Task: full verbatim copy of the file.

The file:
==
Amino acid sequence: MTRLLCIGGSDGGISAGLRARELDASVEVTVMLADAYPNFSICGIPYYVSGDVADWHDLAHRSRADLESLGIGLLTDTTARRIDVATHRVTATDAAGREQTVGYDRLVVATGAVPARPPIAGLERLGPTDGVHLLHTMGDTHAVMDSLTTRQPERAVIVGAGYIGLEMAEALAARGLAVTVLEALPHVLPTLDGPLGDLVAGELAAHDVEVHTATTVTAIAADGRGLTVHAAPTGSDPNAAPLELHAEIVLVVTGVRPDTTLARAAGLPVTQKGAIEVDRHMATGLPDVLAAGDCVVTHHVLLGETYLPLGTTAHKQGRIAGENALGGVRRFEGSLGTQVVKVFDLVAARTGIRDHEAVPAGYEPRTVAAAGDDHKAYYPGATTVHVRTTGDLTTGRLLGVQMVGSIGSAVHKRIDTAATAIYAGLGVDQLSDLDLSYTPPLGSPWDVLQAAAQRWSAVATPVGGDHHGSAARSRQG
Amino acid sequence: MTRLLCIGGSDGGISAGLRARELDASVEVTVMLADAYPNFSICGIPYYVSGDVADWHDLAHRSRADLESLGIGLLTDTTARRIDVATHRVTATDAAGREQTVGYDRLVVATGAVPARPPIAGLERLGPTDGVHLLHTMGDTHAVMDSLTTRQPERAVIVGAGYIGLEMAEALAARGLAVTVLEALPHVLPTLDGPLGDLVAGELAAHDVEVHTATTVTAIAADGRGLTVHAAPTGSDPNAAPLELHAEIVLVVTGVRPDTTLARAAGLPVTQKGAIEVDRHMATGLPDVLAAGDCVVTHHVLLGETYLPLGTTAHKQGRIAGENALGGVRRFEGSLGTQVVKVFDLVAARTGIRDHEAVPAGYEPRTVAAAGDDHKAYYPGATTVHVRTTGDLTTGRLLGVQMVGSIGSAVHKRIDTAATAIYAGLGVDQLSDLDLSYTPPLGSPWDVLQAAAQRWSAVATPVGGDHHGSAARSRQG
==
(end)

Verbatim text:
Amino acid sequence: MTRLLCIGGSDGGISAGLRARELDASVEVTVMLADAYPNFSICGIPYYVSGDVADWHDLAHRSRADLESLGIGLLTDTTARRIDVATHRVTATDAAGREQTVGYDRLVVATGAVPARPPIAGLERLGPTDGVHLLHTMGDTHAVMDSLTTRQPERAVIVGAGYIGLEMAEALAARGLAVTVLEALPHVLPTLDGPLGDLVAGELAAHDVEVHTATTVTAIAADGRGLTVHAAPTGSDPNAAPLELHAEIVLVVTGVRPDTTLARAAGLPVTQKGAIEVDRHMATGLPDVLAAGDCVVTHHVLLGETYLPLGTTAHKQGRIAGENALGGVRRFEGSLGTQVVKVFDLVAARTGIRDHEAVPAGYEPRTVAAAGDDHKAYYPGATTVHVRTTGDLTTGRLLGVQMVGSIGSAVHKRIDTAATAIYAGLGVDQLSDLDLSYTPPLGSPWDVLQAAAQRWSAVATPVGGDHHGSAARSRQG
Amino acid sequence: MTRLLCIGGSDGGISAGLRARELDASVEVTVMLADAYPNFSICGIPYYVSGDVADWHDLAHRSRADLESLGIGLLTDTTARRIDVATHRVTATDAAGREQTVGYDRLVVATGAVPARPPIAGLERLGPTDGVHLLHTMGDTHAVMDSLTTRQPERAVIVGAGYIGLEMAEALAARGLAVTVLEALPHVLPTLDGPLGDLVAGELAAHDVEVHTATTVTAIAADGRGLTVHAAPTGSDPNAAPLELHAEIVLVVTGVRPDTTLARAAGLPVTQKGAIEVDRHMATGLPDVLAAGDCVVTHHVLLGETYLPLGTTAHKQGRIAGENALGGVRRFEGSLGTQVVKVFDLVAARTGIRDHEAVPAGYEPRTVAAAGDDHKAYYPGATTVHVRTTGDLTTGRLLGVQMVGSIGSAVHKRIDTAATAIYAGLGVDQLSDLDLSYTPPLGSPWDVLQAAAQRWSAVATPVGGDHHGSAARSRQG